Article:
This blog is part of an ongoing Getting Smart series called Getting Clearer. The nature of this series and of our blog is to have a diverse set of voices and ideas to help us and our audience get clearer. Are there topics that you’re interested in #GettingClearer about?  Email [email protected] with “Getting Clearer” in the subject line.  

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Curating Content for Classrooms, Families and Students

Educators today have a lot of responsibilities when it comes to teaching. We have lessons to plan, curriculum to write, assessments to create, and information to share. Because there is so much information being exchanged between home and school, there can be a lack of consistency or it can become confusing with knowing where to access everything that is needed. Technology provides many options for facilitating these tasks and has served to streamline a lot of the workflow in our classrooms and schools.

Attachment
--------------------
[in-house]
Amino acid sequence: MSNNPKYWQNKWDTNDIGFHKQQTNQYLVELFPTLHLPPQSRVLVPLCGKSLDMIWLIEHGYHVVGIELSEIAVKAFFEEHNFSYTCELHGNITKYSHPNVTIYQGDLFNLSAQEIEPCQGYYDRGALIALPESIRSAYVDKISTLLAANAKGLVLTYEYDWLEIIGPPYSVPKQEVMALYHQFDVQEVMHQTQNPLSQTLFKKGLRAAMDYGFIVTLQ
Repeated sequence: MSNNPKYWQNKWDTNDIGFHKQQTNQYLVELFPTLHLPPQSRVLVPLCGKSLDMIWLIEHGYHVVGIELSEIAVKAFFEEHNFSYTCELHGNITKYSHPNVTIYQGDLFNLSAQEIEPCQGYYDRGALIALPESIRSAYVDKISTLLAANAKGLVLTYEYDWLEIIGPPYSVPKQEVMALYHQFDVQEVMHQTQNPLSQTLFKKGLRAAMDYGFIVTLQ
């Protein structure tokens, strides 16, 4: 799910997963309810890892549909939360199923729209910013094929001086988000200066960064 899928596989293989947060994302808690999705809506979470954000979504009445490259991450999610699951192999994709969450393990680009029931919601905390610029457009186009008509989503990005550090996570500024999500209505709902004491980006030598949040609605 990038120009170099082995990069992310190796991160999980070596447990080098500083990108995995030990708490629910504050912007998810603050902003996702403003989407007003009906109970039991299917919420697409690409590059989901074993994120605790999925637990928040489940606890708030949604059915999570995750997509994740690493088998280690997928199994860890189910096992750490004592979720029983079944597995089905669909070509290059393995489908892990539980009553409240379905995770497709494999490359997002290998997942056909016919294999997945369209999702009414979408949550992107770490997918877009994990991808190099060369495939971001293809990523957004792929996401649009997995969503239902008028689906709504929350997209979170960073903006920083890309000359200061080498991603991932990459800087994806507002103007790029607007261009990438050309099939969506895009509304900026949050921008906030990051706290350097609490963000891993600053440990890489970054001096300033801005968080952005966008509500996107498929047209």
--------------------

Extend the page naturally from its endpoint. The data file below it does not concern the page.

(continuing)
Teachers now can use a variety of apps and web services for sharing information, delivering content, providing resources, and connecting with families. Teachers may choose to use their own resources or a personal Google Drive to store documents and for managing these tasks, but it can become a challenge to balance between the different platforms. Sometimes the choice is made when teachers are part of a school that uses Microsoft or Google. Having a way to streamline the workflow when it comes to sharing information, providing resources, accessing student projects, and providing students with options for showing evidence of learning, would definitely be a benefit, especially with time being a challenge.